Back at the precinct, Amy has determined that the most common letters in people’s names that follow MA are L, X, R, and T — Malcolm, Max, Mark, and Matthew, for example — so Stermley constructs a puzzle using only one of each of those letters. (A pretty daunting challenge, but definitely doable — especially if the cryptic-style crossword grid on the board behind Amy is the puzzle in question. It would have fewer intersections.)

Amy plans to stake out the intersections for each of those four letters, assigning one of them to Jake. (Jake, meanwhile, makes a secret plan to have Charles stake out Sam Jepson’s apartment.)

[Image courtesy of Spoiler TV.]

Charles spots Sam on the move — played by crossword guru Will Shortz, no less! — and Jake leaves his assignment to intercept. He and Charles follow Sam, who sits at a corner and eats soup, then calls his Mom. It turns out he has been out of town, only having returned tonight — and his marriage proposal was rejected. Bummer.

Jake returns to his assigned intersection, and the building is on fire. He has missed the arsonist.

Amy is understandably upset with Jake when they’re back at the office. Jake confesses he’s jealous of Stermley and doesn’t want Amy to wake up one day, regretting not marrying someone as smart as her. She reassures him that he’s a brilliant detective and that’s why she wants to marry him.

[Image courtesy of FOX.com.]

Jake has a epiphany, realizing that the arsonist’s name isn’t what’s being spelled out, it’s the word MARRY. (The word “conjugate” in the letter also pointed to marriage.)

And who wants to marry Stermley?

The woman in line at the bar on crossword night.

Jake and Amy bring the woman in, and it turns out the full message she intended to spell out with her fires was “MARRY ME OR ELSE I WILL KILL YOU, YOURS FOREVER, HELEN GERBELSON.”

That would take SO MANY FIRES. (I imagine she’d have to burn down several buildings more than once, given the sheer repetition of letters and the relatively few options for numbered streets.)

But, in the end, the arsonist has been caught, thanks to the power of puzzles and good police work.

[Image courtesy of Lauren Leti’s Twitter.]

Overall, I thought this was a very fun episode of the show. The anagram gags were the puzzly highlight, though I confess, I thought they’d do more with the Will Shortz cameo.

Here’s hoping there’s a crime at the Brooklyn Nine-Nine equivalent of the ACPT next year!

Also, as someone who has seen ARSON in a thousand grids, it is funny to see someone finally link the word and the act in a puzzly way.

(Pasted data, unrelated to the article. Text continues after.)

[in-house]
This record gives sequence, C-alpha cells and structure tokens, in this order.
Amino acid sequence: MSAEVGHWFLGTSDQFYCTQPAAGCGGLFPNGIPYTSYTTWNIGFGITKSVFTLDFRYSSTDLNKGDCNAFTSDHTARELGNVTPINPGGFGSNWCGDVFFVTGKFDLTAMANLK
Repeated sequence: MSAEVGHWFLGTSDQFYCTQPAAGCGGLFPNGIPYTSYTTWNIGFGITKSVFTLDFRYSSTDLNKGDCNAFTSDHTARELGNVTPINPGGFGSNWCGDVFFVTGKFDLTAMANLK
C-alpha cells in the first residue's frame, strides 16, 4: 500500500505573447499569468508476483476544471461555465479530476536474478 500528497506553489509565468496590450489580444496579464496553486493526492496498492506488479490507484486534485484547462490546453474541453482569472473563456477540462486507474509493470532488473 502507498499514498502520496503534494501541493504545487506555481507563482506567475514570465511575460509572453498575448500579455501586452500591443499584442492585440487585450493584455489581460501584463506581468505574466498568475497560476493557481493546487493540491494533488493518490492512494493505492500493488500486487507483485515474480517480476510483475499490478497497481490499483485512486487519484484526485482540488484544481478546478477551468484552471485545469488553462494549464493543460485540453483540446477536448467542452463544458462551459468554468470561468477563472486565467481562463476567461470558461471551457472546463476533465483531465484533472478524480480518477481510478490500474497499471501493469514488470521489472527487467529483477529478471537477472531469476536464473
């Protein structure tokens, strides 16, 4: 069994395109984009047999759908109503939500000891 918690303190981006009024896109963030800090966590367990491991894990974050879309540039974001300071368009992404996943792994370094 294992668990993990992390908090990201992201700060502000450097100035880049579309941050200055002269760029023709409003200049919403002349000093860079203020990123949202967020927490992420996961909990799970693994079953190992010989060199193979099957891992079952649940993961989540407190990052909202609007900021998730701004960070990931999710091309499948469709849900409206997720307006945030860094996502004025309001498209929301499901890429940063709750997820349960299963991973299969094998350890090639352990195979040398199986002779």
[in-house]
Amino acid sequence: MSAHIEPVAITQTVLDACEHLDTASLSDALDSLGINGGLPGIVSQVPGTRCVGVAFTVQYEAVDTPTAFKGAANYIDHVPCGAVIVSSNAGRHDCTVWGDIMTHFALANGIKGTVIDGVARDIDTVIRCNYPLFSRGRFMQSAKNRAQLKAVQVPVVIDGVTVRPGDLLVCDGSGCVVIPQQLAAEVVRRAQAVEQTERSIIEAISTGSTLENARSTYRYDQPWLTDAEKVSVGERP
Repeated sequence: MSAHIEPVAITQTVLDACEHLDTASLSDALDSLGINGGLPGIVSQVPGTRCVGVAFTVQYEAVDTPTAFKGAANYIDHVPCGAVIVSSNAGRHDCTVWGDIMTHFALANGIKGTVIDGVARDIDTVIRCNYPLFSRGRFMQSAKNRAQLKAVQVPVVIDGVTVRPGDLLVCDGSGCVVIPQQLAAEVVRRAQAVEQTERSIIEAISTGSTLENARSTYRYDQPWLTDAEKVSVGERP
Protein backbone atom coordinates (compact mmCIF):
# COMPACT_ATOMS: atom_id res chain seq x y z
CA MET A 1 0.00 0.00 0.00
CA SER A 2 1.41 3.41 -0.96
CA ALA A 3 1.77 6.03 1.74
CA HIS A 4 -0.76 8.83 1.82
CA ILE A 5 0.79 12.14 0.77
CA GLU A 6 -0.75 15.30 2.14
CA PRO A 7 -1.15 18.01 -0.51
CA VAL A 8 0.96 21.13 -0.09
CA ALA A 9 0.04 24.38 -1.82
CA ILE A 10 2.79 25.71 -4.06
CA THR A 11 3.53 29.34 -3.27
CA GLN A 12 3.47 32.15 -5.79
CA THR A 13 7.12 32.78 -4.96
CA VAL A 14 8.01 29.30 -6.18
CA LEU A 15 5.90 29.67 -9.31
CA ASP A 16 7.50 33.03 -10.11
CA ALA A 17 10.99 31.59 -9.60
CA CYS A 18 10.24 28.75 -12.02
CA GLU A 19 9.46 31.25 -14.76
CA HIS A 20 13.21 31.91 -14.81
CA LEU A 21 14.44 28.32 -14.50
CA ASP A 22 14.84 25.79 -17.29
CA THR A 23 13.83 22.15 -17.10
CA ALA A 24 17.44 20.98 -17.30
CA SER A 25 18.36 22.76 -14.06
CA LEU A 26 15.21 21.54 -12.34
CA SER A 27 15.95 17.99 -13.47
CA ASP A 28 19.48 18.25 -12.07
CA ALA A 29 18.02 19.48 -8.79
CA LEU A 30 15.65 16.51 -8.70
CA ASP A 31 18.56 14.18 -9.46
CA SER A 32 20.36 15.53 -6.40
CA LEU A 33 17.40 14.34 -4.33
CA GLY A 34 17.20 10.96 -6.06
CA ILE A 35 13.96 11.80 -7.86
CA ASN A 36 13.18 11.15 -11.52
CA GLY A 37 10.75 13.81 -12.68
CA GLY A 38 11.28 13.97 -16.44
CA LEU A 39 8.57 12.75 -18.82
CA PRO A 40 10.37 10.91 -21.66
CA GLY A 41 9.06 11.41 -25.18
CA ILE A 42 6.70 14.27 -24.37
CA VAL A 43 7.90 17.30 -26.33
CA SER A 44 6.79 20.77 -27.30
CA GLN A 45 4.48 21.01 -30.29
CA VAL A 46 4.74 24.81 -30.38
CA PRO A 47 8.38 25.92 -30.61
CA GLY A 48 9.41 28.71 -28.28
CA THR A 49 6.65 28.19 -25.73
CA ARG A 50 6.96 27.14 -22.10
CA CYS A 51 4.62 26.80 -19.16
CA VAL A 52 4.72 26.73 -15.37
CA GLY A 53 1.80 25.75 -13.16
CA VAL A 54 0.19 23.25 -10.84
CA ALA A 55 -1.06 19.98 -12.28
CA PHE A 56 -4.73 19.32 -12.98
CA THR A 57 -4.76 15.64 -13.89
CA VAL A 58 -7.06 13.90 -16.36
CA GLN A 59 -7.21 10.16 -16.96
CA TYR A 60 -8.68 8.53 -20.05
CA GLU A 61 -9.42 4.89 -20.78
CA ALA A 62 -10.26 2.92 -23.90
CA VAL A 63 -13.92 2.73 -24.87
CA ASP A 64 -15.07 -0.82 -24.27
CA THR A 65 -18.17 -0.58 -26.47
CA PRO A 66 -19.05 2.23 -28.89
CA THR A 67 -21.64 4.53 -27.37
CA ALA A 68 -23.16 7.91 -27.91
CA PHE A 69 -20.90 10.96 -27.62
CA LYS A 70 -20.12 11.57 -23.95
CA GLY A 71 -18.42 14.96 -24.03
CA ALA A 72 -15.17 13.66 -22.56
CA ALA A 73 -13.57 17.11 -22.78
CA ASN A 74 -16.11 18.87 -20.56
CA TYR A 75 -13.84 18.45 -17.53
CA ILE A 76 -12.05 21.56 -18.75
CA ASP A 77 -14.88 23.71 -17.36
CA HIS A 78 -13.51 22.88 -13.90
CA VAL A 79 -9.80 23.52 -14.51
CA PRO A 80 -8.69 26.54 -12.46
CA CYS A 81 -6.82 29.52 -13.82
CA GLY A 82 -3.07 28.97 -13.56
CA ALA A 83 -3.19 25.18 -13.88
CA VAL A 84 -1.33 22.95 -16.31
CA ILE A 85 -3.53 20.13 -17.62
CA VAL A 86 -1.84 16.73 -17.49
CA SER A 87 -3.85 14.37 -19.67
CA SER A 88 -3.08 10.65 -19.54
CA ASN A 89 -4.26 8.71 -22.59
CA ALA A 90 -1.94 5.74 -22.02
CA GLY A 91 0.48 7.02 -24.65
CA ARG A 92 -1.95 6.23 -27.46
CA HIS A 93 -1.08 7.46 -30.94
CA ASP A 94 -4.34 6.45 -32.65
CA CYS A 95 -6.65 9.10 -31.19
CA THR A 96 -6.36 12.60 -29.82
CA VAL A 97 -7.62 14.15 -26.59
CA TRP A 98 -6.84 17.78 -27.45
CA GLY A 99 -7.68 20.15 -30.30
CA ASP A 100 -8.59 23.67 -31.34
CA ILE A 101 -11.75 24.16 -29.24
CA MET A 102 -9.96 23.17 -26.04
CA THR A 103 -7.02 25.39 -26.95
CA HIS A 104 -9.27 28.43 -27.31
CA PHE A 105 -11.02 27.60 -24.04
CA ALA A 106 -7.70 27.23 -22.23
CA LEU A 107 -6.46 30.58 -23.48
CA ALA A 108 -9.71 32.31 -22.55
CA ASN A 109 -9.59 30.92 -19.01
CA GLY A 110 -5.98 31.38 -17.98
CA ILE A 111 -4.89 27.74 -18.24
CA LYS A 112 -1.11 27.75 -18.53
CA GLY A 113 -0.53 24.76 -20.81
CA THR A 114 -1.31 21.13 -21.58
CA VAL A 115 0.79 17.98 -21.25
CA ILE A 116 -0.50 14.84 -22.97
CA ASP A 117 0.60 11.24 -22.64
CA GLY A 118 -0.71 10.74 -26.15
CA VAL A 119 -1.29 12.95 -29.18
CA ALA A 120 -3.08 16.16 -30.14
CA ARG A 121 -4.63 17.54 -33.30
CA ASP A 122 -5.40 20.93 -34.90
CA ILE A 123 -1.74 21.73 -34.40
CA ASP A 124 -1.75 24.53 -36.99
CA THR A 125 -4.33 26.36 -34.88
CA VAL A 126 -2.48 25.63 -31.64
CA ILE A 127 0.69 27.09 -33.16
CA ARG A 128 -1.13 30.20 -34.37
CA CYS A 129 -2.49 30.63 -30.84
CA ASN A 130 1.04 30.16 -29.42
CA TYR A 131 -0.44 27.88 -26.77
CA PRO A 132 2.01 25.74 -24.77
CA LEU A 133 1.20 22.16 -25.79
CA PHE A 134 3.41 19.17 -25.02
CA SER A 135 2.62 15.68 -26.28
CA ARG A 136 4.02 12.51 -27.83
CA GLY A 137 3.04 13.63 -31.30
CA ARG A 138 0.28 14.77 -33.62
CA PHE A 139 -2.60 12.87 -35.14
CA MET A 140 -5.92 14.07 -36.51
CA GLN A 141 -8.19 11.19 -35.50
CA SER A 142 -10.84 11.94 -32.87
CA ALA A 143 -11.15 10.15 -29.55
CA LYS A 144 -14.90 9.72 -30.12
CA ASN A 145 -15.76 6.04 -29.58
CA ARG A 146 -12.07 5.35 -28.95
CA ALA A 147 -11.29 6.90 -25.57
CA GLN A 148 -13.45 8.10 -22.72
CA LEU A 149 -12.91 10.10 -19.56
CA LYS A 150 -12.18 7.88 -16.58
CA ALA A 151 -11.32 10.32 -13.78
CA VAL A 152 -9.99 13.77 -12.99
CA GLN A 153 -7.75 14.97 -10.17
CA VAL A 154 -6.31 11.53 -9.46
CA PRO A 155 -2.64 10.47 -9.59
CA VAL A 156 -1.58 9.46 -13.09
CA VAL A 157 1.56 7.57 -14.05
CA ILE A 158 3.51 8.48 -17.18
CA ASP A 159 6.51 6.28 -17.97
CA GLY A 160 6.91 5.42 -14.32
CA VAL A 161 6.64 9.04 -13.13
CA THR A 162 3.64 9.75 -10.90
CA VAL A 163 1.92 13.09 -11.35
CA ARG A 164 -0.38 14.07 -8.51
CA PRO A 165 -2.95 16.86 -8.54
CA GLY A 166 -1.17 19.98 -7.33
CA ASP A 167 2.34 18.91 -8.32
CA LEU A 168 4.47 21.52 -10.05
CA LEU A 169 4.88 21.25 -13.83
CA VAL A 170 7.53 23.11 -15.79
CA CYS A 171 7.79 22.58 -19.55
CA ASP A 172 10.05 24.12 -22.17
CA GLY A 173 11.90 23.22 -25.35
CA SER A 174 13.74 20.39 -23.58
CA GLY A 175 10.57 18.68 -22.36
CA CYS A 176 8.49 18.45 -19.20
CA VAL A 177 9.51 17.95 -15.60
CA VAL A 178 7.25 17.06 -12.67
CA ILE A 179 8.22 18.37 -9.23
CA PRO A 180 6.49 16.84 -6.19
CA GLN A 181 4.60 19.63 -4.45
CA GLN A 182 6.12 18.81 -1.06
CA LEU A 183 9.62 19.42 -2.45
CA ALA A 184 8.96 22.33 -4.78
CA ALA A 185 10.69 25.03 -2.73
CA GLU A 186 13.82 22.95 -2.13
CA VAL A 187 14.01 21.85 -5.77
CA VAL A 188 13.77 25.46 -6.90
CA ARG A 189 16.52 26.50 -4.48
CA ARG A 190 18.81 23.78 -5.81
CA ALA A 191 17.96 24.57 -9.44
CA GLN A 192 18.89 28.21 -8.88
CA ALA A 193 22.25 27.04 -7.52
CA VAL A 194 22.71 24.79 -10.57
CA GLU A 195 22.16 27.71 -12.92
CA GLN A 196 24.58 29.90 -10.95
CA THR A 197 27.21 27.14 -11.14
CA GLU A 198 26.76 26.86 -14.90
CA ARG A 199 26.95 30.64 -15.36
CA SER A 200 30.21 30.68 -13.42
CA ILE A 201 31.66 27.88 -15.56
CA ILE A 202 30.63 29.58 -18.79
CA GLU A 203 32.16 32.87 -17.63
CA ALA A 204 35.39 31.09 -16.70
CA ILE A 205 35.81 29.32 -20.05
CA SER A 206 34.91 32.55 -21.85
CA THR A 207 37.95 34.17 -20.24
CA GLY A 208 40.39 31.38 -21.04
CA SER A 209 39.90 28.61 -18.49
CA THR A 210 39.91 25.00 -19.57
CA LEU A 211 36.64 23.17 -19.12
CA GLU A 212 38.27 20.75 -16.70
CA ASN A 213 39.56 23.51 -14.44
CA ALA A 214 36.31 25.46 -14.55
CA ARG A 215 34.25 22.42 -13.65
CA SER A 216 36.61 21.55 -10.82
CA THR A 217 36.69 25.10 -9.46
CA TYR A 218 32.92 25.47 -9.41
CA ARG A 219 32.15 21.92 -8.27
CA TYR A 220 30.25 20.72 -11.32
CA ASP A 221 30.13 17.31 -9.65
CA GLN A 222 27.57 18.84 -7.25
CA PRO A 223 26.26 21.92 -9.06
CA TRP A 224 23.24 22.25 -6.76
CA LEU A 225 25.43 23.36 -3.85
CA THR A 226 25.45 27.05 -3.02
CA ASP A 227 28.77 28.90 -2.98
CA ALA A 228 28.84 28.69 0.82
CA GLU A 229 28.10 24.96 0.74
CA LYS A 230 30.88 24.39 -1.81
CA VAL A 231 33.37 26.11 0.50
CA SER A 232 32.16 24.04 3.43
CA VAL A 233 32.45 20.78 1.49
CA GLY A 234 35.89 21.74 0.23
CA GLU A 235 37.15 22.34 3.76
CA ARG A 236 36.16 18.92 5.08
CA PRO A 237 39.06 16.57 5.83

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Puzzles in Pop Culture: NCIS: New Orleans

Last week, a murder investigation turned into a puzzly treasure hunt for a group of NCIS investigators, a team who investigates criminal cases involving members of the military. So join us as we rundown the events of “Treasure Hunt,” episode 17 of season 4 of NCIS: New Orleans.

The episode opens during a pirate-themed festival, as two women search for the secret entrance to an exclusive costume party. Unfortunately, instead of drunken revelry, they stumble upon a dead body, strung up inside a warehouse on the waterfront.

The NCIS team soon arrives, and the coroner identifies the victim as an oceanographer, Lt. Commander Elaine Dodd. Dodd was beaten before her death, and her arm was partially skinned, perhaps as part of an interrogation.

Dodd’s oceanographic work centered around Grande Isle, the former stomping grounds of the infamous pirate Jean LaFitte. The team makes contact with Dodd’s father, Tom, a former Green Beret. He expected her to show up at his house in Florida after an excited phone call, but she never arrived. This leads the team to believe that Dodd’s death had something to do with a treasure hunt, one of the things she and her father bonded over.

Forensic analysis reveals that her arm was skinned to remove a tattoo, but they’re able to reconstruct the image: a simple compass and some coordinates. These confirm the treasure hunt theory: Dodd had apparently made some progress in locating the lost Napoleon Fleur de Lis, a jewel-encrusted emblem stolen by Jean LaFitte and hidden away.

Following the coordinates to a church, Special Agent Pride and lab tech Sebastian search the area, finding their way upstairs to a lofted storage area. But someone has beaten them to the punch, opening fire and sending the agents scurrying for cover.

Pride chases the two suspects, but they get away, and when he doubles back to the loft, he finds Sebastian examining a statue stored in the church attic. Once the statue is removed from its pedestal, a secret compartment opens, revealing a wooden puzzle book wrapped in cloth.

The puzzle book is marked with a fleur de lis and bears an inscription of Jean LaFitte’s signature. The investigation of Dodd’s murder has officially become a treasure hunt.

Back at the field office, Agent Gregorio would prefer to use a knife to crack open the book, but Sebastian insists on solving the cipher to open the book, as some puzzle books include a vial of acid inside that would destroy the book if tampered with.